Variances for NAEP assessment estimates are computed using the jackknife replicate variance procedure. This technique is applicable for common statistics, such as means and ratios, as well as for more complex statistics such as Item Response Theory (IRT) scores.
In general, the jackknife replicate variance procedure involves pairing clusters of first-stage sampling units to form H variance strata (h = 1, 2, 3, ...,H) with two units per stratum. The first replicate is formed by deleting one unit at random from the first variance stratum, inflating the weight of the remaining unit to weight up to the variance stratum total, and using all other units from the other (H-1) strata. This procedure is carried out for each variance stratum resulting in H replicates, each of which provides an estimate of the population total.
The jackknife estimate of the variance for any given statistic is given by the following formula:
Each replicate undergoes the same weighting procedure as the full sample so that the jackknife variance estimator reflects the contributions to or reductions in variance resulting from the various weighting adjustments.
The NAEP jackknife variance estimator is based on 62 variance strata resulting in a set of 62 replicate weights assigned to each school and student.
The basic idea of the jackknife variance estimator is to create the replicate weights so that use of the jackknife procedure results in a correct, unbiased variance estimator for simple totals and means which is also reasonably efficient (i.e., has a low variance as a variance estimator). The jackknife variance estimator will then produce a consistent (but not fully unbiased) estimate of variance for (sufficiently smooth) nonlinear functions of total and mean estimates such as ratios, regression coefficients, and so forth (Shao and Tu, 1995). The development below shows why the NAEP jackknife variance estimator returns a correct unbiased variance estimator for totals and means, which is the cornerstone to the asymptotic results for nonlinear estimators. See for example Rust (1985). This paper also discusses why this variance estimator is generally efficient (i.e., more reliable than alternative approaches requiring similar computational resources).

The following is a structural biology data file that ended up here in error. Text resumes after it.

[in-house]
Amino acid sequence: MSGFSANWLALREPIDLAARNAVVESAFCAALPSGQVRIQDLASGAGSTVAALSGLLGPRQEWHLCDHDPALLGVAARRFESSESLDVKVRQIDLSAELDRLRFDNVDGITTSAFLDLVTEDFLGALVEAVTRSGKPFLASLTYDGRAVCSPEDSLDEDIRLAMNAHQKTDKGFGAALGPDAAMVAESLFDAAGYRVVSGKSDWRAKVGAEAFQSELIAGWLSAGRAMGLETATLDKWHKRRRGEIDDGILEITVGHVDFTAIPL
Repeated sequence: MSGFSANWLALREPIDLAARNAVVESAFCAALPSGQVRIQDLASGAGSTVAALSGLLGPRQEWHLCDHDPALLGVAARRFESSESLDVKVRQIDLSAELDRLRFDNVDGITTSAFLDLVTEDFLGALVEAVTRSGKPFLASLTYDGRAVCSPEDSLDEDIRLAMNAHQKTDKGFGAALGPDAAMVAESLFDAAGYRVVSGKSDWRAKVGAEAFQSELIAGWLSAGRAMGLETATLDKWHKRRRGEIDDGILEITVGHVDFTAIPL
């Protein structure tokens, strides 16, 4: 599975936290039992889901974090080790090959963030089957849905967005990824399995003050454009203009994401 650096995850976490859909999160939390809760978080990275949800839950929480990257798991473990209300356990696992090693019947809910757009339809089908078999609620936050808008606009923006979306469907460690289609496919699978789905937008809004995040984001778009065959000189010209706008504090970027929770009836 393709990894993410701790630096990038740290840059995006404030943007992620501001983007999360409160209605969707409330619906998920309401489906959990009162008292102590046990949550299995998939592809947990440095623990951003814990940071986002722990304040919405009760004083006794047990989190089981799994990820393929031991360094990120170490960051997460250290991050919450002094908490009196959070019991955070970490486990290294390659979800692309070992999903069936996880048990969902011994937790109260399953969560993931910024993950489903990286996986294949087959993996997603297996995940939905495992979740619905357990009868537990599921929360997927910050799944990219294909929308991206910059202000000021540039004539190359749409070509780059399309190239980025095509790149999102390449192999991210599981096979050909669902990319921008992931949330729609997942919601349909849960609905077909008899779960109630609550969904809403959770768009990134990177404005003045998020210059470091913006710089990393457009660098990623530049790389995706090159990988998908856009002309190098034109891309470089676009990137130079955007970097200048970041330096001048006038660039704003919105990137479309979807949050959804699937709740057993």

The development will be done for an estimate of a mean based on a simplified sample design which closely approximates the sample design for first-stage units used in the NAEP studies. The sample design is a stratified random sample with H strata with population weights Wh, stratum sample sizes nh, and stratum sample means . The population estimator and standard unbiased variance estimator are:
The jackknife replicate variance estimator assigns one replicate h=1,…,H to each stratum, so that the number of replicates equals H. In NAEP, the replicates correspond generally to doublets and triplets (with the latter only being used if there are an odd number of sample units within a particular hard boundary generating replicate strata). For doublets, the process of generating replicates can be viewed as taking a simple random sample of size nh/2 within the replicate stratum, and assigning a doubled weight to the sampled elements, and zero weight to the unsampled elements. In this simplified context of stratified random sampling, this assignment reduces to replacing with , the latter being the sample mean of the sampled nh/2 units. The replicate estimator corresponding to stratum r is
The r-th term in the sum of squares for is thus:
In stratified random sampling, when a sample of size nr/2 is drawn without replacement from a population of size nr, the sampling variance is
See for example Cochran (1977), Theorem 5.3, using nr as the “population size”, nr/2 as the “sample size”, and sr2 as the “population variance” in the given formula. Thus
Taking the expectation over all of these stratified samples of size nr/2, it is found that
In this sense, the jackknife variance estimator “gives back” the sample variance estimator for means and totals as desired under the theory. In practice, random selection is not done in each replicate stratum, but units are instead assigned systematically (the first, third, etc.). Replicate strata are also grouped to make sure that the number of replicates is not too large (the replicate total is usually 62 for NAEP surveys). The randomization from the original sample distribution guarantees that the sum of squares contributed by each replicate will be close to the target expected value (rather than much larger or much smaller).
For triplets, the NAEP weighting contractor assigns two sets of replicate weights for replicate stratum r: r1 and r2 (which are then usually grouped with other doublets and/or triplets). Note that r1 is always equal to r, with r2 being another replicate (“far away” from the first replicate). The replicate stratum r1 is partitioned into three equal-sized replicate units, with the following replicate weight assignments for the two replicates:
where wi is the full sample base weight,
In the case of stratified random sampling, this formula reduces to replacing with for replicate r1, where is the sample mean from a “2/3” sample of 2nr/3 units from the nr sample units in the replicate stratum, and replacing with for replicate r2, where is the sample mean from another overlapping “2/3” sample of 2nr/3 units from the nr sample units in the replicate stratum.
The r1-th and r2-th replicates can be written:
From these formulas, expressions for the r1-th and r2-th components of the jackknife variance estimator are obtained (ignoring other sums of squares from other grouped components attached to those replicates):
These sums of squares have expectations as follows, using the general formula for sampling variances:
as desired again.